Author(s): DeSancho MT, Rand JH
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Abstract Alterations in hemostasis are common in patients with cancer admitted to the ICU. Depending on the underlying disease and specific hemostatic abnormality, the patient with cancer may develop bleeding, thrombosis, or both, such as DIC. Bleeding complications usually result from abnormalities in platelets or deficiency of coagulation factors and require specific blood or coagulation factor replacement. Similarly, critically ill patients with cancer are predisposed to thrombotic complications such as DVT, PE, and central vein thrombosis, the last as a result of the widespread use of long-term indwelling catheter devices. Advances in diagnostic imaging and the availability of newer and more potent anticoagulant agents have facilitated the care of these patients greatly. Ultimately, it is hoped that a thorough understanding of the various disturbances in hemostasis, innovative treatment approaches, and implementation of preventive strategies in patients with cancer will lead to decreased morbidity and improved survival rates of critically ill patients with cancer in the ICU.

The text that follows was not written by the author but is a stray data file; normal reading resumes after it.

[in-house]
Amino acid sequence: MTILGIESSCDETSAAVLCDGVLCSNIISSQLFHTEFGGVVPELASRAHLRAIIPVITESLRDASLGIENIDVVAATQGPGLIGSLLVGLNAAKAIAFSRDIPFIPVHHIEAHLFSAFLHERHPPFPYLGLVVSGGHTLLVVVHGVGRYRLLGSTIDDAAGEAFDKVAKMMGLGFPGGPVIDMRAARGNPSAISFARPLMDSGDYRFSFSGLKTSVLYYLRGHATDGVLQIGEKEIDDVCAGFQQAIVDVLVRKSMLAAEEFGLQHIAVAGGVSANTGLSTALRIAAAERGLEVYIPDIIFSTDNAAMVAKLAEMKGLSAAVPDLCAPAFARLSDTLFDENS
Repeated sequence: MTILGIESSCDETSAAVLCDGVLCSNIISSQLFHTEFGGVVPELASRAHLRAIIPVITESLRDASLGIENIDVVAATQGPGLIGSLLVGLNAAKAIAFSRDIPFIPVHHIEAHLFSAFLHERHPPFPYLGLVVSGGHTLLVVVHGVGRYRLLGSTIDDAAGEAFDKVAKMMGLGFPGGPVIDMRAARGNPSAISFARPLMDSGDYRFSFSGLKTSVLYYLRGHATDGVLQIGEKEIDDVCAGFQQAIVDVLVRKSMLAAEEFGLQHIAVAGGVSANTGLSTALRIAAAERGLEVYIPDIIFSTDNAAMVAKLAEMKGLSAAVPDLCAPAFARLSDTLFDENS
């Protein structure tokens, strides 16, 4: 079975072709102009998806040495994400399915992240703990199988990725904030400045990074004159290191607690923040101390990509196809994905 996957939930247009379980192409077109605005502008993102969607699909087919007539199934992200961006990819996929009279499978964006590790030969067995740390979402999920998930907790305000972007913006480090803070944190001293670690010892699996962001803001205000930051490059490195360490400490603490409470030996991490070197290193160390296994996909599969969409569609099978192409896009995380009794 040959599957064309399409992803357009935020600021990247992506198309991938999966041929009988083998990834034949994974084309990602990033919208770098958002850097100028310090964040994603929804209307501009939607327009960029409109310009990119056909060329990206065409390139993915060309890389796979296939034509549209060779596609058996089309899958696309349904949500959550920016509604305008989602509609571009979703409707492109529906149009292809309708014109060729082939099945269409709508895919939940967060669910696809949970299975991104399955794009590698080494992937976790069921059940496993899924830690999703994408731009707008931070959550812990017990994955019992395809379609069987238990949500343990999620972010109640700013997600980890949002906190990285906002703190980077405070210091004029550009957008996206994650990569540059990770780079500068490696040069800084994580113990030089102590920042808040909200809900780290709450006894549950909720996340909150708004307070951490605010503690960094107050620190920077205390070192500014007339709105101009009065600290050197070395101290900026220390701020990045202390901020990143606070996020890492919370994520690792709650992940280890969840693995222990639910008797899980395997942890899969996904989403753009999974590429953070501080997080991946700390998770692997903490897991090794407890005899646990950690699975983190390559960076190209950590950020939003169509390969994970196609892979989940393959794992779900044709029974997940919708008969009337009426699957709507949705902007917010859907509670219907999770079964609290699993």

This article was published in Crit Care Clin
and referenced in Internal Medicine: Open Access